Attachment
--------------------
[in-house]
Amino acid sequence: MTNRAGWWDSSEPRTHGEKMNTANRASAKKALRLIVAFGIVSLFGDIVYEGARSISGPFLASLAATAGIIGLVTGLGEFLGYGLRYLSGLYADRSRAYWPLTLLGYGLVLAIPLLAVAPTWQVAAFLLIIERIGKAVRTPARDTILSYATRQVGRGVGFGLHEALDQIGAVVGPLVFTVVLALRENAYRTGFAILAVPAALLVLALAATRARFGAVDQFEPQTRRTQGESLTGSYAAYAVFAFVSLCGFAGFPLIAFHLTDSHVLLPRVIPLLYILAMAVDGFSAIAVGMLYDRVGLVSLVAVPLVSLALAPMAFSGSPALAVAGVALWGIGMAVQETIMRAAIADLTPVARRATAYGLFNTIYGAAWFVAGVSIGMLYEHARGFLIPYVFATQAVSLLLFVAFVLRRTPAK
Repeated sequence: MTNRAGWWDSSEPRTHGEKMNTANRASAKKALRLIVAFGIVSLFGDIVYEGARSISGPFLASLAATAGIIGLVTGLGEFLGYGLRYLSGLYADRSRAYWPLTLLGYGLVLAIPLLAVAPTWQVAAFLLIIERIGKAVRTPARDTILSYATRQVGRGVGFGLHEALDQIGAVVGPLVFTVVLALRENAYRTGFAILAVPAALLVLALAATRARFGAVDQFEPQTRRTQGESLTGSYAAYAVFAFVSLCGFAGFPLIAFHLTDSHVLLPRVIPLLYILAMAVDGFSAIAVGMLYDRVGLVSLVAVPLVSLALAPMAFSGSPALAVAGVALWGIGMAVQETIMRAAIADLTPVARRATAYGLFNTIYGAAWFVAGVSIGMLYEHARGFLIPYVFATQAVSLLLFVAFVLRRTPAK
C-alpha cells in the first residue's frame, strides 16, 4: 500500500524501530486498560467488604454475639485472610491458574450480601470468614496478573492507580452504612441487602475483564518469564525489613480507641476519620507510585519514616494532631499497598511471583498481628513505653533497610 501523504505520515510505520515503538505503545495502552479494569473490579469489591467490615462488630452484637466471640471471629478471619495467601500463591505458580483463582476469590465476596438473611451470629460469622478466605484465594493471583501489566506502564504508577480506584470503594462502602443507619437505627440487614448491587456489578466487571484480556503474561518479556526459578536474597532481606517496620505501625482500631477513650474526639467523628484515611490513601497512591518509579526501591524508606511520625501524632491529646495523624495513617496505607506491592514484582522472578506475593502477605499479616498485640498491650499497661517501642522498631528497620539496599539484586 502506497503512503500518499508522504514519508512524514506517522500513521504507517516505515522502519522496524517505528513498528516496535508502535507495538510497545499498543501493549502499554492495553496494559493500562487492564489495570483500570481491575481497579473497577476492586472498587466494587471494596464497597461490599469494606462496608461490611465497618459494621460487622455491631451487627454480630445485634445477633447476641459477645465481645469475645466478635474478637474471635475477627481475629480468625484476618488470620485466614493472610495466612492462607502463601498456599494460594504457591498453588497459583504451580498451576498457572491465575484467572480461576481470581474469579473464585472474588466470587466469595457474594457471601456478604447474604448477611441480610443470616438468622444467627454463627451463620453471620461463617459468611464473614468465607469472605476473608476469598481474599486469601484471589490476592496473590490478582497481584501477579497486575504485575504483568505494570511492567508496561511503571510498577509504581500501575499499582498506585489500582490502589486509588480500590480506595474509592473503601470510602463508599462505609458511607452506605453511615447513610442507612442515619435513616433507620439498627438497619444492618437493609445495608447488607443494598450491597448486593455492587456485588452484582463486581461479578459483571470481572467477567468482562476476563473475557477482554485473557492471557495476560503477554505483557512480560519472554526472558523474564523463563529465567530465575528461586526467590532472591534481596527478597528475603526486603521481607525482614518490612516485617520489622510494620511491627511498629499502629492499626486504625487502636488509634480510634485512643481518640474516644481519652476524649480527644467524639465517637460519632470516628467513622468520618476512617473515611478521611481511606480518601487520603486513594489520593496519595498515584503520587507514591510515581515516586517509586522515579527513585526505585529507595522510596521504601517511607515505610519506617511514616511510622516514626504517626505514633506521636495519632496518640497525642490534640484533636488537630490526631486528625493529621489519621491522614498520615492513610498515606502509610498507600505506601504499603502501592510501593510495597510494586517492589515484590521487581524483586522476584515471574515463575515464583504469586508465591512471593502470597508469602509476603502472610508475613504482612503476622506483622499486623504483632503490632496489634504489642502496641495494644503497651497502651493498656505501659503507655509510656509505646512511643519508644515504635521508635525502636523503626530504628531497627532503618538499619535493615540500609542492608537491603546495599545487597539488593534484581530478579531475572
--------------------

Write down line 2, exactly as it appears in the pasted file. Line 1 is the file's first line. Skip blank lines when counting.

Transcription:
Amino acid sequence: MTNRAGWWDSSEPRTHGEKMNTANRASAKKALRLIVAFGIVSLFGDIVYEGARSISGPFLASLAATAGIIGLVTGLGEFLGYGLRYLSGLYADRSRAYWPLTLLGYGLVLAIPLLAVAPTWQVAAFLLIIERIGKAVRTPARDTILSYATRQVGRGVGFGLHEALDQIGAVVGPLVFTVVLALRENAYRTGFAILAVPAALLVLALAATRARFGAVDQFEPQTRRTQGESLTGSYAAYAVFAFVSLCGFAGFPLIAFHLTDSHVLLPRVIPLLYILAMAVDGFSAIAVGMLYDRVGLVSLVAVPLVSLALAPMAFSGSPALAVAGVALWGIGMAVQETIMRAAIADLTPVARRATAYGLFNTIYGAAWFVAGVSIGMLYEHARGFLIPYVFATQAVSLLLFVAFVLRRTPAK